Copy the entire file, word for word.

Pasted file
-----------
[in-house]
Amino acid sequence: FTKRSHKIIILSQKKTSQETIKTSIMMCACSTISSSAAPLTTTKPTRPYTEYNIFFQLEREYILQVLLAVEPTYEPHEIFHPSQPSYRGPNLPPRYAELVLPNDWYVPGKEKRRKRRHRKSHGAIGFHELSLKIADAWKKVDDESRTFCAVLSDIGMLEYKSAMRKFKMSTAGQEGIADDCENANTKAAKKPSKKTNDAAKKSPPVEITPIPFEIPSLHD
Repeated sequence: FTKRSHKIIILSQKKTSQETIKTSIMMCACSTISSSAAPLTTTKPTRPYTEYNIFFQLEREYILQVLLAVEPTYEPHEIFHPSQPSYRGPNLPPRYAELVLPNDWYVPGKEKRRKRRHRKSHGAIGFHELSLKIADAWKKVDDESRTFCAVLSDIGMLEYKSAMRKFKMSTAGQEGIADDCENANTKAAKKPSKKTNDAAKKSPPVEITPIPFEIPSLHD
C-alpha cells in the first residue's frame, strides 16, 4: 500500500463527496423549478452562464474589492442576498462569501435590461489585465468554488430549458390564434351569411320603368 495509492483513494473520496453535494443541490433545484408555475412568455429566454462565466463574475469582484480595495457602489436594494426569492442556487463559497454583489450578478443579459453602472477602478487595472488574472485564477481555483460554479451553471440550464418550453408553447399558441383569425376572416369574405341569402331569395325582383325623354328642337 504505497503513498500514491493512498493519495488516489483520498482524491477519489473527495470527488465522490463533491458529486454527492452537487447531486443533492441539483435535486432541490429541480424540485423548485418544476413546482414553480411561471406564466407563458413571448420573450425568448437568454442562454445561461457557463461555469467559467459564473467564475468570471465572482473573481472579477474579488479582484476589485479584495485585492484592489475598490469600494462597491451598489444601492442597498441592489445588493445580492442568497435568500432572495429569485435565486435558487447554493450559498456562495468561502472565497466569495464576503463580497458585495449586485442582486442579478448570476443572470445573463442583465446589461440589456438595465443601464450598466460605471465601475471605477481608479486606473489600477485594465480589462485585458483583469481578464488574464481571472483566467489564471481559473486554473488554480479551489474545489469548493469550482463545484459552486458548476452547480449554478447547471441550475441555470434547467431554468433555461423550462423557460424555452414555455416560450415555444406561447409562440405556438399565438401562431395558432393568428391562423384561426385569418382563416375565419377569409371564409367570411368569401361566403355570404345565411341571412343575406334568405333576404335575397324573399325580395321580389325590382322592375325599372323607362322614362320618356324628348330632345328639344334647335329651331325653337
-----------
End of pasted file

[in-house]
Amino acid sequence: FTKRSHKIIILSQKKTSQETIKTSIMMCACSTISSSAAPLTTTKPTRPYTEYNIFFQLEREYILQVLLAVEPTYEPHEIFHPSQPSYRGPNLPPRYAELVLPNDWYVPGKEKRRKRRHRKSHGAIGFHELSLKIADAWKKVDDESRTFCAVLSDIGMLEYKSAMRKFKMSTAGQEGIADDCENANTKAAKKPSKKTNDAAKKSPPVEITPIPFEIPSLHD
Repeated sequence: FTKRSHKIIILSQKKTSQETIKTSIMMCACSTISSSAAPLTTTKPTRPYTEYNIFFQLEREYILQVLLAVEPTYEPHEIFHPSQPSYRGPNLPPRYAELVLPNDWYVPGKEKRRKRRHRKSHGAIGFHELSLKIADAWKKVDDESRTFCAVLSDIGMLEYKSAMRKFKMSTAGQEGIADDCENANTKAAKKPSKKTNDAAKKSPPVEITPIPFEIPSLHD
C-alpha cells in the first residue's frame, strides 16, 4: 500500500463527496423549478452562464474589492442576498462569501435590461489585465468554488430549458390564434351569411320603368 495509492483513494473520496453535494443541490433545484408555475412568455429566454462565466463574475469582484480595495457602489436594494426569492442556487463559497454583489450578478443579459453602472477602478487595472488574472485564477481555483460554479451553471440550464418550453408553447399558441383569425376572416369574405341569402331569395325582383325623354328642337 504505497503513498500514491493512498493519495488516489483520498482524491477519489473527495470527488465522490463533491458529486454527492452537487447531486443533492441539483435535486432541490429541480424540485423548485418544476413546482414553480411561471406564466407563458413571448420573450425568448437568454442562454445561461457557463461555469467559467459564473467564475468570471465572482473573481472579477474579488479582484476589485479584495485585492484592489475598490469600494462597491451598489444601492442597498441592489445588493445580492442568497435568500432572495429569485435565486435558487447554493450559498456562495468561502472565497466569495464576503463580497458585495449586485442582486442579478448570476443572470445573463442583465446589461440589456438595465443601464450598466460605471465601475471605477481608479486606473489600477485594465480589462485585458483583469481578464488574464481571472483566467489564471481559473486554473488554480479551489474545489469548493469550482463545484459552486458548476452547480449554478447547471441550475441555470434547467431554468433555461423550462423557460424555452414555455416560450415555444406561447409562440405556438399565438401562431395558432393568428391562423384561426385569418382563416375565419377569409371564409367570411368569401361566403355570404345565411341571412343575406334568405333576404335575397324573399325580395321580389325590382322592375325599372323607362322614362320618356324628348330632345328639344334647335329651331325653337